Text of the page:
Week in Review: Miers, Plame Leak, Saddam, Syria
SCOTT SIMON, host:
This is WEEKEND EDITION from NPR News. I'm Scott Simon.
Senator ARLEN SPECTER (Republican, Pennsylvania): It was only two weeks and two days ago that Ms. Miers' name was sent to the Senate. It seems like a year and a half ago for all that has happened.
SIMON: Senate Judiciary Chairman Arlen Specter speaking alongside Senator Patrick Leahy at a news conference at the Capitol on Wednesday. Confirmation hearings for Harriet Miers are scheduled to begin on November 7th. NPR senior news analyst Dan Schorr joins us.
DANIEL SCHORR reporting:
SIMON: And Chief Justice John Roberts was confirmed last month. With looking back on a great dispatch, what has made the Miers nomination so much more eventful, if I might put it that way?
SCHORR: Eventful is the word. Well, she's a different person with different background and not much of which has to do with constitutional law, and she simply comes off rather differently from him. For example, they gave her a questionnaire to fill out, came back and they had to agree--that is both Democrats and Republicans had to agree that it was inadequate and sent it back to her to do it over again. Then she had a separate meeting with Arlen Specter, the Republican chairman of the committee, and usually after these individual meetings, the senator summarizes what was said. And so Senator Specter said, `We discussed the Griswold decision,' which happened to have been one of the fundamental cases of the abortion decision, `as well.' She then said, no, that isn't what she said at all. And that, of course, doesn't sit well with the chairman, who was accused of having misquoted her. So Specter called the situation at the moment with regard to her `chaotic,' and apparently he feels that way.
SIMON: Is this the kind of thing she could turn around with a very effective appearance when her hearings begin November 7th?
SCHORR: Well, certainly the public hearings on television, seen all over the country, will have an effect. If she does well, she can improve her fortunes, but there are a lot of people who are saying they don't expect her to do terribly well. In any event, she's working very hard at getting ready. She's got teams of people at the White House subjecting her to all kinds of questions to prepare her for what she may face. So stay tuned.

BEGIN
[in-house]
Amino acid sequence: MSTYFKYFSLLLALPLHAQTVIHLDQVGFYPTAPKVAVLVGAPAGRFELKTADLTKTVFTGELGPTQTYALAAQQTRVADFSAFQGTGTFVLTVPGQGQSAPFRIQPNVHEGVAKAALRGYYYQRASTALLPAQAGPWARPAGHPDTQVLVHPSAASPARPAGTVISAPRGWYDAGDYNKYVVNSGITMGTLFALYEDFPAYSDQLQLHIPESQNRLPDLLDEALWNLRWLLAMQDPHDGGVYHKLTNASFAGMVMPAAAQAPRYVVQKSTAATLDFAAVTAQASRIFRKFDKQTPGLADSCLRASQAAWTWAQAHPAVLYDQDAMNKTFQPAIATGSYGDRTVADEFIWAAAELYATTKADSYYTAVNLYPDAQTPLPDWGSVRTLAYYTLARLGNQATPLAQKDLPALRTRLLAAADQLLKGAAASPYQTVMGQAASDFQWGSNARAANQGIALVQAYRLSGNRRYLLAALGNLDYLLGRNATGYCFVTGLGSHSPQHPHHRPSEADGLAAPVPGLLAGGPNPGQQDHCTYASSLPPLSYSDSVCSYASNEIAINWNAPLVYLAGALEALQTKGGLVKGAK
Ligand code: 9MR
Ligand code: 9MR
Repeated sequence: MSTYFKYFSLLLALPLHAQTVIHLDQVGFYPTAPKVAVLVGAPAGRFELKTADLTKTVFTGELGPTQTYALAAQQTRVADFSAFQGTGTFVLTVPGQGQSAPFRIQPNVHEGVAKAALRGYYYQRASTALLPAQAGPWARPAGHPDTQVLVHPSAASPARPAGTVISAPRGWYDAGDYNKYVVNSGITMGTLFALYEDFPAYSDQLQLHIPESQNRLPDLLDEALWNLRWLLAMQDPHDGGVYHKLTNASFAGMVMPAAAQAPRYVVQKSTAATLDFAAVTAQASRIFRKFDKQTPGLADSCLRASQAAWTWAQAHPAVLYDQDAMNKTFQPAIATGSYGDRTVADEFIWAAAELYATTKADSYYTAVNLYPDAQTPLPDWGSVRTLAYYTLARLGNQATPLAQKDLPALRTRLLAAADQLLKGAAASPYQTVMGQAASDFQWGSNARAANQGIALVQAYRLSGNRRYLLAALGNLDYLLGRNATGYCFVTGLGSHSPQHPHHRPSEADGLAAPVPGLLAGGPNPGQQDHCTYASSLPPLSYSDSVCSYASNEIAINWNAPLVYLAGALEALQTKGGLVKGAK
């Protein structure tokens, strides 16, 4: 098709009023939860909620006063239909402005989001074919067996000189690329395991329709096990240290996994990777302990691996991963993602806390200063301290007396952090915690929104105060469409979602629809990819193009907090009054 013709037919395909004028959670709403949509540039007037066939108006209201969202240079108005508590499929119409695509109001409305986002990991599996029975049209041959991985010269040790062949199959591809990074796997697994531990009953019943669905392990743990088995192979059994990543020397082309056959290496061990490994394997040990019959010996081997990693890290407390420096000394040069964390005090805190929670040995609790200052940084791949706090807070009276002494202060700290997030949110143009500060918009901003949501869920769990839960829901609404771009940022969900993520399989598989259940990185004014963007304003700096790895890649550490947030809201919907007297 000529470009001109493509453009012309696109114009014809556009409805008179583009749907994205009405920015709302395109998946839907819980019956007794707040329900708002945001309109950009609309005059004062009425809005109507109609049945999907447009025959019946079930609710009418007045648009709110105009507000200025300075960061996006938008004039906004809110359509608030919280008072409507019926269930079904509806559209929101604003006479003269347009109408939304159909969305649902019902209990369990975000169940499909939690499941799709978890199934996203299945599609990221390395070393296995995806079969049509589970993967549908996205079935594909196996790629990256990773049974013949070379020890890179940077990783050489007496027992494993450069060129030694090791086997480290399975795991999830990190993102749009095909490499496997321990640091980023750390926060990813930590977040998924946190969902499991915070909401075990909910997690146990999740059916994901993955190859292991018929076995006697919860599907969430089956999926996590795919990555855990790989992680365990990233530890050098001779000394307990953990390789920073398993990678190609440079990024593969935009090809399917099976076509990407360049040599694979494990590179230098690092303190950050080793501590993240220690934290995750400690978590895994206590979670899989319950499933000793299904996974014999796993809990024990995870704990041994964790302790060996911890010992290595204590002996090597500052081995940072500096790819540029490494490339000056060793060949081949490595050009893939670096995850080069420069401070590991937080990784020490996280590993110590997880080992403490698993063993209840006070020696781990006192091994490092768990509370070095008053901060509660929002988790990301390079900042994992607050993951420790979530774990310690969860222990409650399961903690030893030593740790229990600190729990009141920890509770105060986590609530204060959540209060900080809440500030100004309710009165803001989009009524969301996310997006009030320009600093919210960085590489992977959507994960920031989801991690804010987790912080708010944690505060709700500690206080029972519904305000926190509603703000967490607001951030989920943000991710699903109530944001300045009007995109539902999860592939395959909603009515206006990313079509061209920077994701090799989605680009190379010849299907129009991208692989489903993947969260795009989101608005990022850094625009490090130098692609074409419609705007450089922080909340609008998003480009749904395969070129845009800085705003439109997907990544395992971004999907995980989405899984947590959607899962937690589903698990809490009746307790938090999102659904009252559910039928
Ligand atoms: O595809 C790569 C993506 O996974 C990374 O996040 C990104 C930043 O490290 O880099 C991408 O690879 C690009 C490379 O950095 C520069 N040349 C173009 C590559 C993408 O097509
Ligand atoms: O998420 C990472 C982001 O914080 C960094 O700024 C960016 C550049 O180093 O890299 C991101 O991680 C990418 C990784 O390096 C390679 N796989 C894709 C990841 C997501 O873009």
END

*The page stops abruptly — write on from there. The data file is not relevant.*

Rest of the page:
SIMON: Well, speaking of teams of people at the White House, the Miers nomination has almost put really in the background a story that seems to be building. That's the ongoing investigation by independent counsel Patrick Fitzgerald into who leaked the identity of a CIA officer. The grand jury is scheduled to adjourn on October 28th which makes next week obviously very significant. Grand jury proceedings are secret. On the other hand, you have been reading tea leaves a long time. What indications do you see?
SCHORR: Well, my tea leaves, which I share with a great many reporters here inside the Beltway, go something like this. It is not very likely that the original accusation against them, that they deliberately leaked the identity of a CIA agent in order to embarrass her husband who had given some very unhappy testimony as far as they were concerned, and now they seem to be, so it is said by the great mentioners who mention these things, it's more in the direction of perjury or obstruction of justice. In other words, when they were asked in this two-year-old investigation about this, it is alleged now that they didn't give full, frank or necessarily complete answers. And so if there is trouble, it's not going to be on the original front of having leaked the name of a CIA agent but more the way they handled themselves in the long investigation.
SIMON: So not the crime but the cover-up.
SCHORR: Exactly. That's the famous Nixon quote.
SIMON: `Not the alleged crime but the alleged cover-up,' I suppose I should say.
SCHORR: It's not the act; it's the cover-up that's gets you. Yes. Here we have President Nixon again.